File Compression and Testing Resource Requirements¶
The objective of this exercise is to refresh yourself on HTCondor file transfer, to implement file compression, and to begin examining the memory and disk space used by your jobs in order to plan larger batches, which we'll tackle in later exercises today.
- Make sure you are still logged into
- Make a directory for today's blast exercises named
thur-blast-data, and change into it.
The executable we'll use in this exercise and later today is the same
blastx executable from the previous exercise.
Also copy the data from the last exercise into the
thur-blast-data directory. You'll need the
mouse.fa file and the
pdbaa directory from the last exercise, but you'll end up making a new submit file.
Review: HTCondor File Transfer¶
Recall that OSG does not have a shared filesystem! Instead, HTCondor transfers your executable and input files
transfer_input_files) to a working directory on the execute node, regardless of how these files were
arranged on the submit node. In this exercise we'll use the same
blastx example job that we used previously, but
modify the submit file and test how much memory and disk space it uses on the execute node.
Start with a test submit file¶
We've started a submit file for you, below, which you'll add to in the remaining steps.
executable = transfer_input_files = output = test.out error = test.error log = test.log request_memory = request_disk = request_cpus = 1 requirements = (OpSys == "LINUX") queue
Implement file compression¶
In our first blast job from yesterday, the database files in the
pdbaa directory were all transferred, as is, but we could instead transfer them as a single, compressed file using
tar. For a second test job, let's compress our blast database files to send them to the submit node as a single
tar.gz file, by following the below steps
- Change into the
pdbaadirectory and compress the database files into a single file called
tarcommand. (NOTE: This file will be different from the
pdbaa.tar.gzfiles you downloaded yesterday, because it will only contain the
pdbaafiles, and not the
A typical command for creating a tar file is:
%UCL_PROMPT_SHORT% <strong>tar -cvzf [compressed filename] [list of files]</strong>
Move this file to the
- Create a wrapper script that will first decompress the
pdbaa_files.tar.gzfile, and then run blast.
Because this file will now be our submit file
executable, we'll also end up transferring the
blastx executable with
transfer_input_files. In the
thur-blast-data directory, create a new file, called
blast_wrapper.sh, with the following contents:
#!/bin/bash tar xvzf pdbaa_files.tar.gz ./blastx -db pdbaa -query mouse.fa -out mouse.fa.result rm pdbaa.*
IMPORTANT: The last line removes the resulting database files that came from
pdbaa_files.tar.gz, as these files would otherwise be copied back to the submit server as perceived output (because they're new files that HTCondor didn't transfer over as input).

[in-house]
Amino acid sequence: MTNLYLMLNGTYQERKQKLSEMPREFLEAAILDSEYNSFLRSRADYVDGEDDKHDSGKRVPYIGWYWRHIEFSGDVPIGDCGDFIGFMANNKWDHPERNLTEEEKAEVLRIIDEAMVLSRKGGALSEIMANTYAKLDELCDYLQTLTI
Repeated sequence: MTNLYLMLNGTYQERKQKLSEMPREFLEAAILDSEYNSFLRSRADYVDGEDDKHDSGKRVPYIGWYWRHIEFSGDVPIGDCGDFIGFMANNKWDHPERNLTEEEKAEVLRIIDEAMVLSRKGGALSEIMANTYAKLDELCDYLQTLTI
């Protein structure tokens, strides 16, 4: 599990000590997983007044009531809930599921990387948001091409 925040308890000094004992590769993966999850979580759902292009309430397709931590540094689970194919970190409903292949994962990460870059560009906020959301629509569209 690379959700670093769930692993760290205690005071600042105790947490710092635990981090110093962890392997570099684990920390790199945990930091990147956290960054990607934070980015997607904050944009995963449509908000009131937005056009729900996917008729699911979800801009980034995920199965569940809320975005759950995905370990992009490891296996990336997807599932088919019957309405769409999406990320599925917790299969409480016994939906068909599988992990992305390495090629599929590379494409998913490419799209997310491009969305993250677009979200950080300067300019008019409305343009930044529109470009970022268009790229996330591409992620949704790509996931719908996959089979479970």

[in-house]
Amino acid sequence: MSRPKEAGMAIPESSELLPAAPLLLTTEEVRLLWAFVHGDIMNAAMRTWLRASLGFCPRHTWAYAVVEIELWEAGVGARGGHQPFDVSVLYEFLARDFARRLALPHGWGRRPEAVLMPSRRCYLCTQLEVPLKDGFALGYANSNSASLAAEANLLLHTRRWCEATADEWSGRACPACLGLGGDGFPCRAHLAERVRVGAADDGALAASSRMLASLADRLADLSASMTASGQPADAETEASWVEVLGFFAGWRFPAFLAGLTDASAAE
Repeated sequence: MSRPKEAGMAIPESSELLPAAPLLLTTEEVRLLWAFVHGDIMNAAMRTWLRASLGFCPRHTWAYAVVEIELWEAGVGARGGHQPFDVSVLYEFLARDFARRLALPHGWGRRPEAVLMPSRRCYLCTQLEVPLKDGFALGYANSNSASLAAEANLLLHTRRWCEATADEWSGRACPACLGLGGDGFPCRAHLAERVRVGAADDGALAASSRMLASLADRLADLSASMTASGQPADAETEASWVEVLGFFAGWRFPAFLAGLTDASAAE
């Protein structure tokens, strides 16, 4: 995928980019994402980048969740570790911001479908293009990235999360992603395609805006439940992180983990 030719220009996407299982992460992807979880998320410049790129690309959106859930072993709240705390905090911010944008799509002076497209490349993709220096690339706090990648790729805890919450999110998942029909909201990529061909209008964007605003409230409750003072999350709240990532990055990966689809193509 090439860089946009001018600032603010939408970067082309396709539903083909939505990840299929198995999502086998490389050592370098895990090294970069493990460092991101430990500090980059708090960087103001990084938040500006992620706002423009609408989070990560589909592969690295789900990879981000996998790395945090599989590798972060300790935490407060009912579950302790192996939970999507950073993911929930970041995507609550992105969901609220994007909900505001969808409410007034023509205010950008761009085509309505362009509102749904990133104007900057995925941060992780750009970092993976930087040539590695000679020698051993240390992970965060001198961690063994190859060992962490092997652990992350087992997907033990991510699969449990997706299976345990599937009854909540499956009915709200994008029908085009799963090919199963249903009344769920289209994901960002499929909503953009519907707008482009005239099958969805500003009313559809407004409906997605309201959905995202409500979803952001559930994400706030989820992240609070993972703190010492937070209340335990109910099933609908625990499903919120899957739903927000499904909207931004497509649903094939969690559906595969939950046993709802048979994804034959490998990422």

List the executable and input files¶
Make sure to update the submit file with the following:
- Add the new
executable(the wrapper script you created above)
- List the
pdbaa_files.tar.gzfile, and the input query file in
HINT: Remember that
transfer_input_files accepts a comma separated list of files, and that you need to list the full location of the
blastx executable (
blastx). There will be no arguments, since the arguments to the
blastx command are now captured in the wrapper script.
Predict memory and disk requests from your data¶
Also, think about how much memory and disk to request for this job. It's good to start with values that are a little higher than you think a test job will need, but think about:
- how much memory
blastxwould use if it loaded all of the database files and the query input file into memory.
- how much disk space will be necessary on the execute server for the executable, all input files, and all output files (hint: the log file only exists on the submit node).
- whether you'd like to request some extra memory or disk space, just in case
Look at the
log file for your
blastx job from yesterday, and compare the memory and disk "Usage" to what you predicted from the files. Make sure to update the submit file with more accurate memory and disk requests (you may still want to request slightly more than the job actually used).
Run the test job¶
Once you have finished editing the submit file, go ahead and submit the job. It should take a few minutes to complete, and then you can check to make sure that no unwanted files (especially the
pdbaa database files) were copied back at the end of the job.
du -sh on the directory with this job's input. How does it compare to the directory from yesterday, and why?
When you've completed the above, continue with the next exercise.